What is an Elegy? Transcript (English & Spanish Subtitles Available in Video, Click HERE for Spanish Transcript)
By David Biespiel, Oregon State University Poet-in-Residence
People get the words eulogy and elegy mixed up.
A eulogy is a speech that praises someone (or something), typically after they no longer exist. Funerals, as you’ve probably experienced, are the standard occasion for giving a eulogy, in which one person reflects on and celebrates the deceased’s life.
An elegy is a poem, and it has a particular kind of emotion driving it. That emotion is lament, meaning to feel and express sorrow, and to mourn for something — and, yes, elegies are very often about someone who has died, but it might also be something that has died, say, a feeling, or a relationship.
Or, I should say, elegies are an expression on the occasion of loss generally. They are the expression of the hurt, the wound. They are the howl of grief. They are a study of what is weeped for. They are…the blues. The emotion of lament and what to make of that lament is the subject of the elegy.
I’ll say it again: Where a eulogy at a funeral might reflect on the achievements, private and public, of someone who has just died, an elegy is more interested in the poet’s feelings of loss, and, most important, in finding metaphors for the awareness, perception, tangibility, or even the strange pleasures of the poet’s feelings of grief and mourning -- like what you get when the bluesman Buddy Guy sings, “All That Makes Me Happy is the Blues.”
So, the elegy is a poem interested, above all, in making a metaphor from loss.
The model of the contemporary elegy is four hundred years old. It comes from the British poet John Milton’s 17th century poem, “Lycidas.” It’s an amazing poem that mourns the death of Milton’s friend but does something that was so new at the time, its consequences are still being felt by poets all over the world on every continent.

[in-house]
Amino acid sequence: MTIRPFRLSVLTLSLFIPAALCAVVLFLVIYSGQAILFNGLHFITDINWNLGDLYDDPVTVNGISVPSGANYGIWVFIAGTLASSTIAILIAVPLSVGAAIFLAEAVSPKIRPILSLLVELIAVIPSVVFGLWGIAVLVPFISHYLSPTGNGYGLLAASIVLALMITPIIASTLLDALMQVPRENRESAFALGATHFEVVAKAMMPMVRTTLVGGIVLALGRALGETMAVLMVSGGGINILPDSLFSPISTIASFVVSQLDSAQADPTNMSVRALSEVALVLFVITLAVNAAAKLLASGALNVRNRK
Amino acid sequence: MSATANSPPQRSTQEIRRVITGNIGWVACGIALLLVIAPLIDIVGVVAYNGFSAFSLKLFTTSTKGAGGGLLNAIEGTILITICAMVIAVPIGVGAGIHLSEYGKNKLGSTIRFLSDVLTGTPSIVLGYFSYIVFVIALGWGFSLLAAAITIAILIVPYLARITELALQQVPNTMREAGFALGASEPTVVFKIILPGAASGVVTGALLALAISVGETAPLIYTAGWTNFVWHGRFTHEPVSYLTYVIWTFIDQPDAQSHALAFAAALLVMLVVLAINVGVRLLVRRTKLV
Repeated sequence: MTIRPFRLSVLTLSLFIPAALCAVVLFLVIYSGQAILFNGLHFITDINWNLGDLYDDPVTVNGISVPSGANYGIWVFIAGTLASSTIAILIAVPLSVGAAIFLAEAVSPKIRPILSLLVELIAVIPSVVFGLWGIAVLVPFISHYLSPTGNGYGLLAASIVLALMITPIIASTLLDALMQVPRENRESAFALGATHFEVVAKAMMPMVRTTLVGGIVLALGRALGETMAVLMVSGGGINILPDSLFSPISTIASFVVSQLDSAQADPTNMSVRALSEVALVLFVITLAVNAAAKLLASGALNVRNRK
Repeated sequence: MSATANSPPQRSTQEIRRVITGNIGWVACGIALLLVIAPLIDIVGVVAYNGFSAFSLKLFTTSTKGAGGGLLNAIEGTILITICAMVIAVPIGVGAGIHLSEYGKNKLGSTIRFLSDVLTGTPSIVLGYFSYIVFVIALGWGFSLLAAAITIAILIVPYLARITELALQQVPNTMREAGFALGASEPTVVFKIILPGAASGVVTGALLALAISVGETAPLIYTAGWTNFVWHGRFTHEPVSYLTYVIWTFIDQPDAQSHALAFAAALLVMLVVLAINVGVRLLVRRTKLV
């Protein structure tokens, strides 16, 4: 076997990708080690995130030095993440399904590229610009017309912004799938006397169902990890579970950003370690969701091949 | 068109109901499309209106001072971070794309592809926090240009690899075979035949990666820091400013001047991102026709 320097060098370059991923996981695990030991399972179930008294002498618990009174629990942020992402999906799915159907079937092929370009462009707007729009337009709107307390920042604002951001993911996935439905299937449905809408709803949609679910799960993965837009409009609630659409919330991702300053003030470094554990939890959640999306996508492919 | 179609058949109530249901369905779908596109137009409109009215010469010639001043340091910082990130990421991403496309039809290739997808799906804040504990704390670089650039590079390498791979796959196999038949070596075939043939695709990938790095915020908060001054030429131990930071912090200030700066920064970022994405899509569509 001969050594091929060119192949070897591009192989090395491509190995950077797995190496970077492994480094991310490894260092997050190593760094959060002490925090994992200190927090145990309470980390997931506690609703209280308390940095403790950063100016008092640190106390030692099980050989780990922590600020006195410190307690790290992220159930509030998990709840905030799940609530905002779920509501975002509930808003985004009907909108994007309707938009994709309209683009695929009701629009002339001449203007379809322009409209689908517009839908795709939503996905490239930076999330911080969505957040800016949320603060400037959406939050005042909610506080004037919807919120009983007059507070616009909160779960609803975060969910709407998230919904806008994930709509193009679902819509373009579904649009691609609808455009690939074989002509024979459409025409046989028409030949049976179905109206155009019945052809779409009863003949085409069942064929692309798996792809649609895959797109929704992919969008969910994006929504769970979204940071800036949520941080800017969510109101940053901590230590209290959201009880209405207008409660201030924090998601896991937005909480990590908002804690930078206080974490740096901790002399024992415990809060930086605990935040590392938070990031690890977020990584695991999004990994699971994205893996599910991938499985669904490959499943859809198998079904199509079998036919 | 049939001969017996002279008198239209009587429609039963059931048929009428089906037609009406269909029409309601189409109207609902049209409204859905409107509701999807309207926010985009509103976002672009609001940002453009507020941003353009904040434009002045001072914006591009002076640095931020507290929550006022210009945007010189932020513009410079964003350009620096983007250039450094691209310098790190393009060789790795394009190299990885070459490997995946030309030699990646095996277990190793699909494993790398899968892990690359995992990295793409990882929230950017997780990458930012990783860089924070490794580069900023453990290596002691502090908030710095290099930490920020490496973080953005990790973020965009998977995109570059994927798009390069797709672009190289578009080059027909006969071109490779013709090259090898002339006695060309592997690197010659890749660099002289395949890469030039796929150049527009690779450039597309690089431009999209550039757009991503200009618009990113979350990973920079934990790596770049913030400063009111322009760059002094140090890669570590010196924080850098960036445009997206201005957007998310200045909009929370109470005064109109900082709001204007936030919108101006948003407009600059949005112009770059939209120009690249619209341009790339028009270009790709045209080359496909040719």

Milton didn’t just share his grief about his friend or tally his achievements, he explored that grief, turning from a feeling into a metaphor, and he tried to understand what the grief means.
ELEGY EXAMPLE #1:
from John Milton's "Lycidas"
In other words, think of contemporary elegy like this: there’s a disturbance (a loss, say, or a death), then the poet responds by asking themselves, how do I feel about that? Not just what is the feeling I’m having, but, more important, what is that loss…like? Then the poem explores what the feeling is like, and compares it to something, and explores the comparison itself – the exploration of the comparison is the heart of the elegy. And then, finally, the poem resolves the metaphor. Not the disturbance, mind you. The person remains dead. But the feeling of loss, turned into a metaphor, is freshly alive.
Take Stanley Plumly’s heartbreaking elegy, “The Marriage in the Trees.” When I finish this video, I’ll read it to you. It’s about the breakup of a relationship, as the title indicates, of a marriage. But in the poem, Plumly laments that loss by lamenting what happened to the trees around the house that the married people lived in. That is, he compares the experience of a failing relationship with the inability to heal the trees.
Now, when I read it, try to track the “breakup” feelings that are expressed in the poem, meaning: the words that are about trees and also about lamenting the death of the love between the two people.
That’s the elegy’s power: not just to eulogize a death, but to create a new way of exploring loss.
ELEGY EXAMPLE #2:
from Stanley Plumly's “The Marriage in the Trees”
When the wind was right everything else
was wrong, like the oak we thought built
better than the house split like a ship
on a rock. We let it stand the winter,
spectral, shagged, every sky its snow,
then cut it down, dismantled it in
pieces like disease. Then limbs from
the yellow poplar broke at will—
fell from the heights like bones
of the Puritans; even to gather them
in bundles seemed puritanical.
And the willow, by its nature, wept
long tears of its overbranching,
so pale they were autumnal. These
we turned too easily to switches,
mocking the bickering in the spruce's
nesting eaves, which crows, then jays
bothered all they could. The list,
the list. The sycamore made maps
of disappearance; the copper beech,
parental in its girth, was clipped
hard, by a car, with a wound that wouldn't
heal. Doctoring, then witchery, then
love—nothing we tried would work.
More apple trees that grew nowhere
but down. More maples spilling sugar.
More hawthorns blazing out, telling truth.
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